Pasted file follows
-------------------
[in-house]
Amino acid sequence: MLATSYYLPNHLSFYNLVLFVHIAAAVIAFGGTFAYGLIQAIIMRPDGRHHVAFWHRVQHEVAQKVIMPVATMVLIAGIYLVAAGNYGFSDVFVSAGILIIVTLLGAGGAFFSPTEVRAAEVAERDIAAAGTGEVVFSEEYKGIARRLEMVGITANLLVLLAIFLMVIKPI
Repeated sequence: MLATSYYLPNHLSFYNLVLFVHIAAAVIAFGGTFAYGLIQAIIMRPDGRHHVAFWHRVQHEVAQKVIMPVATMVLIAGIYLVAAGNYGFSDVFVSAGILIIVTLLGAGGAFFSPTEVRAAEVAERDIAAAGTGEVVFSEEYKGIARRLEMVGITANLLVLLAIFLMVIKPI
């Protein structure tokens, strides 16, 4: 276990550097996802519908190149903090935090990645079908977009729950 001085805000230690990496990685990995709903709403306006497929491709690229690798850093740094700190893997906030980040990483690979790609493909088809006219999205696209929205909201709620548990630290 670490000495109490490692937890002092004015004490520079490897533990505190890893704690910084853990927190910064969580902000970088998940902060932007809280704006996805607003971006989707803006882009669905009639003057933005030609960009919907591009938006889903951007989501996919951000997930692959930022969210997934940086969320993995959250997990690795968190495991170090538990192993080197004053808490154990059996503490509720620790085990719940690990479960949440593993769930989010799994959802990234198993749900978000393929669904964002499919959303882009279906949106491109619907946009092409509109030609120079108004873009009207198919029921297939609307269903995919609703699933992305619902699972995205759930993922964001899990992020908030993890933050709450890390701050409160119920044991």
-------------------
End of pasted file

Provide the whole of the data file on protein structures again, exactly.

[in-house]
Amino acid sequence: MLATSYYLPNHLSFYNLVLFVHIAAAVIAFGGTFAYGLIQAIIMRPDGRHHVAFWHRVQHEVAQKVIMPVATMVLIAGIYLVAAGNYGFSDVFVSAGILIIVTLLGAGGAFFSPTEVRAAEVAERDIAAAGTGEVVFSEEYKGIARRLEMVGITANLLVLLAIFLMVIKPI
Repeated sequence: MLATSYYLPNHLSFYNLVLFVHIAAAVIAFGGTFAYGLIQAIIMRPDGRHHVAFWHRVQHEVAQKVIMPVATMVLIAGIYLVAAGNYGFSDVFVSAGILIIVTLLGAGGAFFSPTEVRAAEVAERDIAAAGTGEVVFSEEYKGIARRLEMVGITANLLVLLAIFLMVIKPI
């Protein structure tokens, strides 16, 4: 276990550097996802519908190149903090935090990645079908977009729950 001085805000230690990496990685990995709903709403306006497929491709690229690798850093740094700190893997906030980040990483690979790609493909088809006219999205696209929205909201709620548990630290 670490000495109490490692937890002092004015004490520079490897533990505190890893704690910084853990927190910064969580902000970088998940902060932007809280704006996805607003971006989707803006882009669905009639003057933005030609960009919907591009938006889903951007989501996919951000997930692959930022969210997934940086969320993995959250997990690795968190495991170090538990192993080197004053808490154990059996503490509720620790085990719940690990479960949440593993769930989010799994959802990234198993749900978000393929669904964002499919959303882009279906949106491109619907946009092409509109030609120079108004873009009207198919029921297939609307269903995919609703699933992305619902699972995205759930993922964001899990992020908030993890933050709450890390701050409160119920044991």